Survey, opinion and marketing researchers pride themselves on their demeanor and standard of maintaining confidentiality of respondent information. It is the hallmark of the profession. There are circumstances and situations, however, during the course of some research studies where considering to maintain the confidentiality of respondent information becomes unclear.
What should a researcher do when presented with a respondent who has either shared or engaged in activity that could be considered likely to harm to themselves or to someone else in the present or imminent future? Should a survey research professional share the results or information with the client or should the survey research professional go beyond the client and take the matter to the appropriate law enforcement authority, healthcare practitioner, mental health facility or some other professional service? Or does the privacy interest of the respondent outweigh any concern that the survey researcher should have over the safety of the respondent?
In a nutshell, these questions should never be reviewed lightly; each matter and each respondent situation will require a delicate and balanced analysis. Overall, however, there is a standard of exception to the privilege of confidentiality that is considered ethically and legally justified when there is a reasonable belief that the individual is a danger to themselves, or another person, and it is necessary to take steps to protect the individual or the safety of others. Information, however, should be released that is only necessary to insure the health and safety of the individual and should be limited to only individuals with the case--as few individuals as possible; in the matter of survey research, it appears it would be the client or its designated representative.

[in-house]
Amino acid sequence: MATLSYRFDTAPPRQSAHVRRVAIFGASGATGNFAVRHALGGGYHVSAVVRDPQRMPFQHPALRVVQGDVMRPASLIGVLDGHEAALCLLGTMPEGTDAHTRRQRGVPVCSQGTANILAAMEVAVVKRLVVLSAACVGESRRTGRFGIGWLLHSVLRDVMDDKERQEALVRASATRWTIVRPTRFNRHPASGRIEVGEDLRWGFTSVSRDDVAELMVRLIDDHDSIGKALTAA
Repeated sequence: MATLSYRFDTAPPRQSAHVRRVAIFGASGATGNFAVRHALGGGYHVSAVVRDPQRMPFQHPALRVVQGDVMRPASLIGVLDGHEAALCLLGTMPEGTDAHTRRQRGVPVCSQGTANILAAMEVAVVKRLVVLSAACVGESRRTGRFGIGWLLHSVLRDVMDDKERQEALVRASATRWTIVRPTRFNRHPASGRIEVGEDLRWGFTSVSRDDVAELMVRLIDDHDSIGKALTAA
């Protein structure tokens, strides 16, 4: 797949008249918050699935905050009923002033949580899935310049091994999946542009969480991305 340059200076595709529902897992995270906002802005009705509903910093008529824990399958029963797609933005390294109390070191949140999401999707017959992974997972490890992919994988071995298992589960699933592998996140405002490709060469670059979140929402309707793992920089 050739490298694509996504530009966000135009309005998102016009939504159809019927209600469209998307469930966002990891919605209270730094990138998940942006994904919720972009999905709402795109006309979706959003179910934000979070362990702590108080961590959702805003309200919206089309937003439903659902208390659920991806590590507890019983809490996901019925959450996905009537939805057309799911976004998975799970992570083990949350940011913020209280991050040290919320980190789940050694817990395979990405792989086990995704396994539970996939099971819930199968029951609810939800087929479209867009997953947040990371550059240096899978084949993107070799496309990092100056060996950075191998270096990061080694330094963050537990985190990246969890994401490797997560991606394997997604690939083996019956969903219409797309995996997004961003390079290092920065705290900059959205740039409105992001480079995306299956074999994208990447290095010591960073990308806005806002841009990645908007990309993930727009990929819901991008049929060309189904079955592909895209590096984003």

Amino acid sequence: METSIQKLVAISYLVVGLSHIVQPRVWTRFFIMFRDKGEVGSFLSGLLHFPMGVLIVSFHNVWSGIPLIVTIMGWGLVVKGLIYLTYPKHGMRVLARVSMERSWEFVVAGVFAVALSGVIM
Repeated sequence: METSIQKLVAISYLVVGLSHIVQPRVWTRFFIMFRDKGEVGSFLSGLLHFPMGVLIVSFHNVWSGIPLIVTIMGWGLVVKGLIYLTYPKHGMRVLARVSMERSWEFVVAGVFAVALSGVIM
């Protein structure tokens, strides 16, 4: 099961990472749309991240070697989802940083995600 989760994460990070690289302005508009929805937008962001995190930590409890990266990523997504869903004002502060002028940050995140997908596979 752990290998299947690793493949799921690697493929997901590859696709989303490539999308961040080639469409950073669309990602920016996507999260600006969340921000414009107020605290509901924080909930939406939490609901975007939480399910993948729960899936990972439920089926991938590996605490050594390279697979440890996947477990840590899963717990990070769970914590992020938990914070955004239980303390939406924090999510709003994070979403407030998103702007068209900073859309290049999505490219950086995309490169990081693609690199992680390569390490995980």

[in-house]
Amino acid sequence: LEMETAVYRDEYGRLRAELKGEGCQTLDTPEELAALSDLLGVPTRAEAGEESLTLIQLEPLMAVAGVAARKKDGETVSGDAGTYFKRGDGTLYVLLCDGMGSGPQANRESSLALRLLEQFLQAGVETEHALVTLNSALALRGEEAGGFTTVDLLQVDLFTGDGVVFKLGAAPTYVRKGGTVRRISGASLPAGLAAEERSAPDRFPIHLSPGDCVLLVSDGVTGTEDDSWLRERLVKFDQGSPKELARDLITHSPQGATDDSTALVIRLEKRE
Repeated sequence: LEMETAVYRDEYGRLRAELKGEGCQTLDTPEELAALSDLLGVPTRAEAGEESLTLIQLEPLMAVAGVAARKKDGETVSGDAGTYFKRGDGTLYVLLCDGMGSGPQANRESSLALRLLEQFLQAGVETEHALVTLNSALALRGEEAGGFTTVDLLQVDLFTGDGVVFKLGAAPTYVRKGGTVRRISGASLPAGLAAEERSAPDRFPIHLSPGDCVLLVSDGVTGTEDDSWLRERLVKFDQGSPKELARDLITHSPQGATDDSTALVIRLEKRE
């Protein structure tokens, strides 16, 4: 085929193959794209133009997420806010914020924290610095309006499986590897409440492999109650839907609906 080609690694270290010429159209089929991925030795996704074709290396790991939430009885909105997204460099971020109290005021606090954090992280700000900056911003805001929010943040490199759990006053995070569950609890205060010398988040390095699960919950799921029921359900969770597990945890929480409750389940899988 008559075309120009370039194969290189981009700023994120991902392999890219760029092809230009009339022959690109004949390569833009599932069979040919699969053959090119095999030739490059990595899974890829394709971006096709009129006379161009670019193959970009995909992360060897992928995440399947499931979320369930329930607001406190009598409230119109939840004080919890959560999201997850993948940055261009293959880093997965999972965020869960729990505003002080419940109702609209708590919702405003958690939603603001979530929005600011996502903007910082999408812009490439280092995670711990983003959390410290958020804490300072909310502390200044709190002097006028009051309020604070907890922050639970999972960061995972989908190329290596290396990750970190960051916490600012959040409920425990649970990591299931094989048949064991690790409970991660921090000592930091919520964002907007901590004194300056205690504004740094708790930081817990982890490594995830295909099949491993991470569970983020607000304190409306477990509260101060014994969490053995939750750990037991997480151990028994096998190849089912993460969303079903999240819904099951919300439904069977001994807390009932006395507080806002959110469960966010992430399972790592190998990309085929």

The prevailing standards stress that this concern for maintaining confidentiality is outweighed by the responsibility of the intervener to prevent various threats. Matters such as suicide and assault on others (including physical and sexual abuse), which initially were defined as legal exceptions to privileged confidential communications have become an established limit for confidential disclosure.
The release of the confidential information should be considered carefully. There must be a reasonable belief that the respondent is likely to commit harm and that the release of the information would likely prevent the respondent from harming themselves. If there is not a guarantee that that will occur, then the information should not be released and should remain confidential or personal, including for survey research purposes.
The information provided in this document is not intended and should not be construed as or substituted for legal advice. It is provided for informational purposes only. It is advisable to consult with private counsel on the precise scope and interpretation of any given laws/legislation and their impact on your particular business.